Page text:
A storytelling ability is the future of modern mapping. Esri has been delighted by the adoption of our Story Maps as a storytelling device. Story Maps let users combine authoritative maps with narrative text, images and multimedia content. They make it easy to harness the power of maps and geography to tell a city’s stories, which can lead to enhanced community engagement and greater support for government decisions (such as on infrastructure investments). As evidence, I invite you to review the five exemplary Story Maps created by the semifinalists in the City Accelerator program:

We hear a lot today about the importance of “big data.” In my mind, it’s not about big data; it’s about big understanding. Story Maps are becoming an increasingly important tool to share that understanding with larger audiences in a way that engages and inspires just as GIS is becoming an increasingly important tool for cities to understand and address the challenges of today and tomorrow. I thank Living Cities for their thoughtful embrace of Story Mapping and GIS and I look forward to watching the progress of their cities with you.


Latest Articles

Supporting and Growing Overlooked Entrepreneurs with Urban Innovation Fund

In 2012, Julie Lein and Clara Brenner started Tumml, an urban ventures accelerator with a mission to empower entrepreneurs to solve urban problems. Through their experience with Tumml, Julie and Clara saw how investors can overlook certain types of entrepreneurs, mostly women and people of color. Building on their experience, Lein and Brenner founded Urban Innovation Fund (UIF) as first-time …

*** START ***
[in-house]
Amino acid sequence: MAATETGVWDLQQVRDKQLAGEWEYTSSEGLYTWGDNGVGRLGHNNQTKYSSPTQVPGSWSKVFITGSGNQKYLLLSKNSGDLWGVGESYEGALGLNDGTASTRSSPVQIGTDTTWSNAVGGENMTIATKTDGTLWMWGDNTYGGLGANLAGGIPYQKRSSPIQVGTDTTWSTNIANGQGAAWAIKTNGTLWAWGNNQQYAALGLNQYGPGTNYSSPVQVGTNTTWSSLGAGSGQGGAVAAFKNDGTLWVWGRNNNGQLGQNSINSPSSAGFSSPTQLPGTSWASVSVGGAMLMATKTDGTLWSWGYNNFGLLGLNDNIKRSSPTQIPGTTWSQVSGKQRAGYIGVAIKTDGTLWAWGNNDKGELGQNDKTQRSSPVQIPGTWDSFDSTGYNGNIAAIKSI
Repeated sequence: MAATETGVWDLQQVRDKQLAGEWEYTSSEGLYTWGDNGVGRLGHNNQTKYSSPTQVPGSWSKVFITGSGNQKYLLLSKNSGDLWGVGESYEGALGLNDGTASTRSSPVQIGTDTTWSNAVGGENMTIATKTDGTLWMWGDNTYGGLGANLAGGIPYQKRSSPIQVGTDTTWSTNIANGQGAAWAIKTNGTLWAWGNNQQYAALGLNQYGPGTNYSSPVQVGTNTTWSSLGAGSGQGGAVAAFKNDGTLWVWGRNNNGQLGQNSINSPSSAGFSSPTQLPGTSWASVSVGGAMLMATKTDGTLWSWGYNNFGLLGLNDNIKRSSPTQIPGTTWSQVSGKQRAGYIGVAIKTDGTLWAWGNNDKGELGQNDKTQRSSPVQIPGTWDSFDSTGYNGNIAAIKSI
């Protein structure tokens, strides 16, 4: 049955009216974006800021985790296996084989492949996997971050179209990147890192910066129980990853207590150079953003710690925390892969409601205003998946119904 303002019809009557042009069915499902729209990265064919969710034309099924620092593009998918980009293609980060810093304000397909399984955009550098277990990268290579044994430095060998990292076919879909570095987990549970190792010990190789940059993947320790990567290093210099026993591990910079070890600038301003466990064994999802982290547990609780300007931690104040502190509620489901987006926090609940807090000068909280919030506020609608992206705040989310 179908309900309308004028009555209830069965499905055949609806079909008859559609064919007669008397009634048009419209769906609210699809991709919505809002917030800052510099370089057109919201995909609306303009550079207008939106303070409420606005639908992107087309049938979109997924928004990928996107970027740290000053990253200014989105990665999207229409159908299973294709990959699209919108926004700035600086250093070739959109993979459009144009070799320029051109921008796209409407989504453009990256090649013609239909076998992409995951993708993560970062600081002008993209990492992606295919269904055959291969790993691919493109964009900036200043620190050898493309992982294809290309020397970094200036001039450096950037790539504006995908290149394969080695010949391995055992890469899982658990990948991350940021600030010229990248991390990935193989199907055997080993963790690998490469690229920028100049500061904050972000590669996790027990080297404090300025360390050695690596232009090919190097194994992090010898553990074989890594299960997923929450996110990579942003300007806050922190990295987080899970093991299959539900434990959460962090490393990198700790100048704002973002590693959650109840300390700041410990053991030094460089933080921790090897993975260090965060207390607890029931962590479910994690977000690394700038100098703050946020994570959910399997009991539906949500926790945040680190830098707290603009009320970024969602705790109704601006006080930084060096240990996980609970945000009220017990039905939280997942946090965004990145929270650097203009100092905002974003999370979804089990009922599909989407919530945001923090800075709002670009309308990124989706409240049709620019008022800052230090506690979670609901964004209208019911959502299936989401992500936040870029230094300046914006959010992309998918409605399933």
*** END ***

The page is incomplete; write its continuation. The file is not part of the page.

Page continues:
1863 Ventures Seeks to Close the ‘Friends and Family’ Financing Gap for New Majority Entrepreneurs

Melissa Bradley understands how barriers to capital for entrepreneurs of color hurt our economy and our communities. “There is clearly a cost if we do not invest in diversity,” said Bradley, founder of 1863 Ventures. “We miss out on great returns when we are not inclusive in our investment theses. There are opportunity costs for all of us.” She cites …

A Vision for Systemic Change in the Twin Cities: An Interview with Marcus Pope

JK:We’re celebrating your new role as President of Youthprise! Can you tell us a bit about Youthprise? MP: I’ll start by sharing Youthprise’s mission, which is to increase equity with and for Minnesota’s Indigenous, low income, and racially diverse youth. We take the “with and for” very seriously; half of our board members are young people between the ages of …

The Legacy of Wealth Inequities in the Brown and Flynn Families: A Hypothetical Exploration

The first post in a two-part series explores the potential of capital to undo the historical legacy of inequities. Race is a complex issue that continues to drive many of the socioeconomic outcomes in the US. For example, if you are a person of color born in the United States, your zip code is more of a predictor of your …

Get Updates

We want to stay in touch with you! Sign up for our email list to receive updates on the progress we’re making with our network of partners, as well as helpful resources and blog posts.